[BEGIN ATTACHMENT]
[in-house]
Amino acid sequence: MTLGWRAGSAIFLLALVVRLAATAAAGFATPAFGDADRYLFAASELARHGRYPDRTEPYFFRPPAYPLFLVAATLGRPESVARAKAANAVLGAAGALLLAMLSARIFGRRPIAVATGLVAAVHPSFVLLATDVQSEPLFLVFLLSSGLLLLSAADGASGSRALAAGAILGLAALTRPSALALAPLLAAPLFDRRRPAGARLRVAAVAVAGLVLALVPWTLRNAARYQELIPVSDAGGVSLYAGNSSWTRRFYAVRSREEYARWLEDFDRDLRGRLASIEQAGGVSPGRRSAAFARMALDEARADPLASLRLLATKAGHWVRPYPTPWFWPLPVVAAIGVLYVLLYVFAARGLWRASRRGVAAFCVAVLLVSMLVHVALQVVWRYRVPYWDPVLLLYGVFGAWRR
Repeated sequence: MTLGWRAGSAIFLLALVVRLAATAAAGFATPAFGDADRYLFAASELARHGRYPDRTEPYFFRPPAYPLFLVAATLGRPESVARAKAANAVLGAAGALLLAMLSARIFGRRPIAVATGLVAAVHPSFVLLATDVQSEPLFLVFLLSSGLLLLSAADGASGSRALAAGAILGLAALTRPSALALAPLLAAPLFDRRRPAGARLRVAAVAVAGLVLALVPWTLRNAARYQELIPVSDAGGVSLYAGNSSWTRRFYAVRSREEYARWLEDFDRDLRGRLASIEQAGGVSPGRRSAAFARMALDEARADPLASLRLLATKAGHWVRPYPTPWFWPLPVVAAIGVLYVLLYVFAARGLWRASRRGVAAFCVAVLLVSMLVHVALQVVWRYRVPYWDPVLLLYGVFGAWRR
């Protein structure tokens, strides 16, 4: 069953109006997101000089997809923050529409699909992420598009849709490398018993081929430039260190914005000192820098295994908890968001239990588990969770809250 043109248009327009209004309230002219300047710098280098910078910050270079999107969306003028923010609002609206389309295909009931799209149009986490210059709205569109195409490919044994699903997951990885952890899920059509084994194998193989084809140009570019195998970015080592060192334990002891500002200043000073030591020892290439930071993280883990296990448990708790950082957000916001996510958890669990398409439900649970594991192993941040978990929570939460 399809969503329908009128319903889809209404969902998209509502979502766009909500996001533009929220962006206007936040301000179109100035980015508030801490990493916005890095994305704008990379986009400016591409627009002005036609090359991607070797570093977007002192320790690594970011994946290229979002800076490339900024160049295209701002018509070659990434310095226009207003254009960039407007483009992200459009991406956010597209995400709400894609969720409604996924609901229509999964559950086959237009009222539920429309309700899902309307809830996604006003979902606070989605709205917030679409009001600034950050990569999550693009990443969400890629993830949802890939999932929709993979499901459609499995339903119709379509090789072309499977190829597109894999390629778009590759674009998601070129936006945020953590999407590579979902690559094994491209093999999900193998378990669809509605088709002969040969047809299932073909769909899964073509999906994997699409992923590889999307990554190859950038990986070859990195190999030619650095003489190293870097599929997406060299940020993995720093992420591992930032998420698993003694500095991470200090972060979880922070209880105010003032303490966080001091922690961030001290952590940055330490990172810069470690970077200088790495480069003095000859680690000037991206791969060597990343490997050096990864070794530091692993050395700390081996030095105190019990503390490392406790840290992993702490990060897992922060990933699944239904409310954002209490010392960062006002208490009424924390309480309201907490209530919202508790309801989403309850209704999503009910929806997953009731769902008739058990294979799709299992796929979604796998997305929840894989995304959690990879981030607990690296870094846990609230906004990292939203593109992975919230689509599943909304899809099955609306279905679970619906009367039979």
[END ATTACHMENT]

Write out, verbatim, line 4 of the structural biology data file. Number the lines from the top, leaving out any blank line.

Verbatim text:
């Protein structure tokens, strides 16, 4: 069953109006997101000089997809923050529409699909992420598009849709490398018993081929430039260190914005000192820098295994908890968001239990588990969770809250 043109248009327009209004309230002219300047710098280098910078910050270079999107969306003028923010609002609206389309295909009931799209149009986490210059709205569109195409490919044994699903997951990885952890899920059509084994194998193989084809140009570019195998970015080592060192334990002891500002200043000073030591020892290439930071993280883990296990448990708790950082957000916001996510958890669990398409439900649970594991192993941040978990929570939460 399809969503329908009128319903889809209404969902998209509502979502766009909500996001533009929220962006206007936040301000179109100035980015508030801490990493916005890095994305704008990379986009400016591409627009002005036609090359991607070797570093977007002192320790690594970011994946290229979002800076490339900024160049295209701002018509070659990434310095226009207003254009960039407007483009992200459009991406956010597209995400709400894609969720409604996924609901229509999964559950086959237009009222539920429309309700899902309307809830996604006003979902606070989605709205917030679409009001600034950050990569999550693009990443969400890629993830949802890939999932929709993979499901459609499995339903119709379509090789072309499977190829597109894999390629778009590759674009998601070129936006945020953590999407590579979902690559094994491209093999999900193998378990669809509605088709002969040969047809299932073909769909899964073509999906994997699409992923590889999307990554190859950038990986070859990195190999030619650095003489190293870097599929997406060299940020993995720093992420591992930032998420698993003694500095991470200090972060979880922070209880105010003032303490966080001091922690961030001290952590940055330490990172810069470690970077200088790495480069003095000859680690000037991206791969060597990343490997050096990864070794530091692993050395700390081996030095105190019990503390490392406790840290992993702490990060897992922060990933699944239904409310954002209490010392960062006002208490009424924390309480309201907490209530919202508790309801989403309850209704999503009910929806997953009731769902008739058990294979799709299992796929979604796998997305929840894989995304959690990879981030607990690296870094846990609230906004990292939203593109992975919230689509599943909304899809099955609306279905679970619906009367039979």